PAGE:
Resource Curse - Robin's Theory on the Paradox of Plenty

The "Resource Curse" is described well in the opening of the Wikipedia entry...
"The resource curse (also known as the paradox of plenty) refers to the paradox that countries and regions with an abundance of natural resources, specifically point-source non-renewable resources like minerals and fuels, tend to have less economic growth and worse development outcomes than countries with fewer natural resources."

One theory is that the concentration of wealth from a raw material source provokes military coups and use of violence to take control over the fountainhead.   Those activities are inefficient and retard economic and social development.   Sounds plausible, but resource-rich nations like Saudi Arabia have not had coups (at least, since the days of Ibn Saud).

My hypothesis is that young people are attracted to jobs. If the best jobs are doling out government handouts, or running defense networks, or brokering government controlled easements to forests and oil fields, that is where the youth competes for jobs. There are not many engineering jobs (for locals) created at an oilfield operations in comparison to government jobs administering shares of that resource. What skills are rewarded in competiton for those cushy "functionaire" jobs is the problem.

For young career-seekers, the job skills that matter in those resource-rich, "command and control" economies, are probably "personality skills" and "connections" rather than technical education. Aggressiveness, popularity, personal connections, charisma, name recognition, other leadership qualities, probably trump reading, writing and arithmetic.

A national government without a natural resources "tax base" is stuck taxing small business and agriculture. That country is not likely to have as many government jobs that would attract 20-somethings, in comparison to the "resource rich" nation. There are relatively fewer cushy government jobs for the same number of candidates, which would leave some smart and talented people looking elsewhere. One indicator of test of that hypothesis would be that you'd expect more overseas medical school applications per capita from a country like India, and fewer from Kuwait.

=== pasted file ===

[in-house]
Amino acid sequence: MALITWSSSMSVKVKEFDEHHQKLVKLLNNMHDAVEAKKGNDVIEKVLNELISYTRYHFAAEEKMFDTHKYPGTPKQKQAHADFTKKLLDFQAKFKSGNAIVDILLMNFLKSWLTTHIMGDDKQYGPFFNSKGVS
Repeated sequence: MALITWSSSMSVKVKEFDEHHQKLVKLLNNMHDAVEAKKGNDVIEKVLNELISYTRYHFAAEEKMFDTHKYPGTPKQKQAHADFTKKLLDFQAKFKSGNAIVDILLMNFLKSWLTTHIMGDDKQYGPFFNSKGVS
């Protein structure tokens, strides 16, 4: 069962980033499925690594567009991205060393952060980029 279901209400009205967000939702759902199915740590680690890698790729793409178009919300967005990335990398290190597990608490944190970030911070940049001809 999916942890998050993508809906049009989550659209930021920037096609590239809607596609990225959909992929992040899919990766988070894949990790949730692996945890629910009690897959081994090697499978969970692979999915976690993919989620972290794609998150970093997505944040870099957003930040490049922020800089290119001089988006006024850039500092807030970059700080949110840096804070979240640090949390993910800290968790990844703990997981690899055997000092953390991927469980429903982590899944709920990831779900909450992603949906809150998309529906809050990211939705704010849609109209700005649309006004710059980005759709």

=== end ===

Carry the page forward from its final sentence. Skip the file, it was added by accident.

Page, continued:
In a resource poor country like 1950s Singapore, South Korea, or Japan, I would predict that more young people would make money by repairing high tech stuff. TV repair, monitor repair, engine block repair, etc. were all prevalent in these countries three decades ago, because a person with knowledge can learn a skill (circuitry schematics).   When the jobs are in technical repair, I would expect that kids stay in school, and that families reinforce knowledge and study skills rather than aggressiveness and charisma.

Reminder from previous posts, this is a rough outline of the "evolution" of the technical manufacturing market in places like Guangdong, Singapore, etc.
  1. Repair is taking an appliance from a consumer and fixing it to give back to the consumer.
  2. Refurbishment is taking appliances (scavenged or purchased) to repair to sell to a 3rd party consumer.
  3. Contract manufacturing is running a company on behalf of an OEM which chooses to outsource the manufacture. Counterfeiting is basically doing the same thing, but without the OEM's permission or revenue sharing. Either one can be done with used parts... with or without the knowledge of the OEM. This whole area is called the "gray market".
  4. Reverse-engineering is taking working and non-working used appliances and taking them apart and putting them back together again to learn how to manufacture new ones, and making your own OEM brand.

My theory is that all of these activities bring in very high wealth in comparison to fishing or agriculture, leading to Buffet-esque growth in nations which can get their hands on large quantities of appliances to repair from developed countries. The Natural Resources curse is to the degree it distracts smart people who could be on the mechanical path to growth, and either brings them into non-productive government sectors or makes new products affordable (less need or value in repair), or both.